Six steps to a seamless cloud security journey

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By Sandro Bucchianeri; Absa Group Chief Security Officer

With where we find ourselves today in relation to COVID-19, the urgency to move to the cloud has never been greater.

An organisation’s cloud journey can be a beautiful symphony or sound like a five-year-old banging the kitchen pots and pans. Given the current COVID-19 circumstances and the requirement for social distancing, many employees are probably working from home, needing safe and easy access to applications and documents in the cloud. Here are some tips to make the cloud journey the trip of a lifetime.

Gradually let go of legacy infrastructure

Moving to the cloud is a turning point that can be used to enforce new standards that are difficult to apply to current legacy environments. Start with the basics,: all builds must be defined through an infrastructure code software tool. Sharing standard, approved patterns for common components with teams will speed up their assimilation of the technology. A change control programme (where both existing and new systems are constantly monitored) is essential to ensuring the migration to cloud is implemented systematically and effectively, minimising possible business disruption.

Check the fine print

Licence management is different when using the cloud, so vendors must ensure clients understand it and disclose the T&Cs. There may also be some hidden benefits, as a number of cloud providers offer discounts when clients move over to them. If there is a free trial period, use it. Also check if any technical consultancy is available at no cost.

Let cloud balance the load

Gone are the days of hardware appliances providing load-balancing across servers and data centres. Cloud providers should offer this as an easy-to-use service.

Ultimately, if the cloud environment is treated like an additional data centre, the business can take advantage of its many benefits.

By combining this load, and balancing capability with distributed denial-of-service protection and a Web application firewall, companies can host a well-defined, resilient and secure front-end for all Internet-facing applications.

Take security seriously

With the size of the cloud and the ease of accidently sharing data with the world, this should be a top priority. Companies don’t, or shouldn’t, allow on-premises application developers to change firewall rules to expose their applications, so they shouldn’t allow them to do it in the cloud.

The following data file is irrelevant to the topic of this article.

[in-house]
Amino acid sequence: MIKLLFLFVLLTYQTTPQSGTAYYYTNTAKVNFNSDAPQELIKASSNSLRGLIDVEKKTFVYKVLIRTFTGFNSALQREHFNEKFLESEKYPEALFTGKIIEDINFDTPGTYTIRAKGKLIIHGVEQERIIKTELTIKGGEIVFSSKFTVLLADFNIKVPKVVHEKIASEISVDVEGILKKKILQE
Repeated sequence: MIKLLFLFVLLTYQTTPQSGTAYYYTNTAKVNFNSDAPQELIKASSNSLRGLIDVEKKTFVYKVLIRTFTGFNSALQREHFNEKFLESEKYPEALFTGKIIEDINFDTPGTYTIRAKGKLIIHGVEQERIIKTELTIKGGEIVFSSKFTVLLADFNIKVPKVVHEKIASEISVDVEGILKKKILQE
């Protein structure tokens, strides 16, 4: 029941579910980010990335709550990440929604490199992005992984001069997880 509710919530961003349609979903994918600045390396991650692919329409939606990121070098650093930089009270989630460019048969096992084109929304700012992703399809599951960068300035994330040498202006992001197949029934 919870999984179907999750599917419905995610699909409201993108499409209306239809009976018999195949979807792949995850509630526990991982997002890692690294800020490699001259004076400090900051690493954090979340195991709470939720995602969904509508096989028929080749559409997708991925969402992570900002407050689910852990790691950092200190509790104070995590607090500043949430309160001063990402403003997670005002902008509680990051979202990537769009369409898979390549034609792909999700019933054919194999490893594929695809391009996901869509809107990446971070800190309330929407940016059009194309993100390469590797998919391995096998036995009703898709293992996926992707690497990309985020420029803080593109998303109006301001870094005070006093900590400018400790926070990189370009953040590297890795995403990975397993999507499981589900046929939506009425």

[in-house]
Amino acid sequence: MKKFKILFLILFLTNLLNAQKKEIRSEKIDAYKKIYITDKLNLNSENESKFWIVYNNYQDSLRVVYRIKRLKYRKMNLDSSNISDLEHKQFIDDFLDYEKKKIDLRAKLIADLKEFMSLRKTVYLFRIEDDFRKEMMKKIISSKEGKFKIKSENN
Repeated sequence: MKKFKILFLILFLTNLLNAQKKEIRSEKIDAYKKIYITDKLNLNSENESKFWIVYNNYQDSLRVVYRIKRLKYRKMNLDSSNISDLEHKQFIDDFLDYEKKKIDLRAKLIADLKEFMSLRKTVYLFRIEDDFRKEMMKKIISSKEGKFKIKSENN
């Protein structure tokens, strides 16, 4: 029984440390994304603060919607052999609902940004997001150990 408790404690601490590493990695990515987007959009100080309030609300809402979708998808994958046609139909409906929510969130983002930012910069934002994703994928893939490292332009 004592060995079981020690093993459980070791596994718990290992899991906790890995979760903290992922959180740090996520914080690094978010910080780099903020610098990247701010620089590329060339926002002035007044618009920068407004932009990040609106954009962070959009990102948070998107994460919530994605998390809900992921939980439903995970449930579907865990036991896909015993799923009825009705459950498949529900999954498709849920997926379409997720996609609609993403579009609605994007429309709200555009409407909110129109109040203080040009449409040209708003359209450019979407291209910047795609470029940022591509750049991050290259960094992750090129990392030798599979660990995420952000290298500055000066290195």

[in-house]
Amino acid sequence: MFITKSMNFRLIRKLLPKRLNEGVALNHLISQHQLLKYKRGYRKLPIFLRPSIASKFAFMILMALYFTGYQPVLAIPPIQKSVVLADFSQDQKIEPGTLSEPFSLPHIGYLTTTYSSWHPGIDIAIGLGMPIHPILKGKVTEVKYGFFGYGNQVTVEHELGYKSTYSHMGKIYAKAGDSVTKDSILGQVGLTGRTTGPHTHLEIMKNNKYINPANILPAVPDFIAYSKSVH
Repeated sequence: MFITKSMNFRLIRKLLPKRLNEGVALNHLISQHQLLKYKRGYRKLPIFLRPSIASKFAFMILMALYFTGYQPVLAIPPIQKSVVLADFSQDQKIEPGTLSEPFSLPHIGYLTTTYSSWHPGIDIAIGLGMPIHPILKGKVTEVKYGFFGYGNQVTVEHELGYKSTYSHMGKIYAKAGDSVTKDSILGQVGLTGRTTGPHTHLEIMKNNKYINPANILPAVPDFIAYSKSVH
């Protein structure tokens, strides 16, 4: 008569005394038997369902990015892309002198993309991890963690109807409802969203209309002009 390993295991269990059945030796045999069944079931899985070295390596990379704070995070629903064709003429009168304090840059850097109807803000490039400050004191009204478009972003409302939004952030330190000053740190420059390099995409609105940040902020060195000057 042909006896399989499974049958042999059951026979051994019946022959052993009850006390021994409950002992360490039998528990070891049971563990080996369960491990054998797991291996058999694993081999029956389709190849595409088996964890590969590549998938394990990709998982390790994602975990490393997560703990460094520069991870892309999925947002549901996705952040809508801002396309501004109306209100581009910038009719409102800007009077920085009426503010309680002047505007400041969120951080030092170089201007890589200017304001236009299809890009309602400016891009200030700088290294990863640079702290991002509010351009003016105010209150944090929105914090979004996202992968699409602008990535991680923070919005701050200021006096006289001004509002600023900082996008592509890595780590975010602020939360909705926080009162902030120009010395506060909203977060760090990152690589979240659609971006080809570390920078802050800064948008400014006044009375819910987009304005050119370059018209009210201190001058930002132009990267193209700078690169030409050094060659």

In fact, when centralising cloud ingress (traffic that enters the network) and egress (traffic that exits the network) there is an opportunity for enhanced oversight and control.

Ensure scalability

Simply put, automation is needed to apply security at scale. If all applications are built using infrastructure as code and can automatically scale as load changes, the ability to quickly roll out patches can be straightforward.

This is achieved through enforcing a minimum skill level for teams moving to the cloud, as well as strict architecture requirements to support scalability and automated builds. All the code must be stored in a central versioning repository, similar to the source code.

This enables easy change management and review, as well as helps engineers think about how they could build pipelines to automate testing, deployments as well as the “dreaded” destructive (DR) tests (in order to monitor ongoing functionality and regression).

Take advantage of the cloud provider’s service offering

As firms are more likely to move from on-premises to cloud-based infrastructure, so too are engineering teams moving from on-premises to cloud-based skills.  Whether the on-premises environment is built from CD, or automated from bare metal, companies can benefit from the tools and processes available from the cloud provider.

However, if the team is not prepared for this, they will continue to run just as they always have, and often not even realise the assistance the cloud provider can provide.  In addition, engage with the cloud provider to determine what training it can make available, and pick a minimum level that all engineers should meet before they can move their applications through to the cloud.

Ultimately, if the cloud environment is treated like an additional data centre, the business can take advantage of its many benefits: great scalability in compute power, the ability to manage large estates, seamless remote working for employees and access to additional metadata that can help drive actionable insights.

First published on ITWeb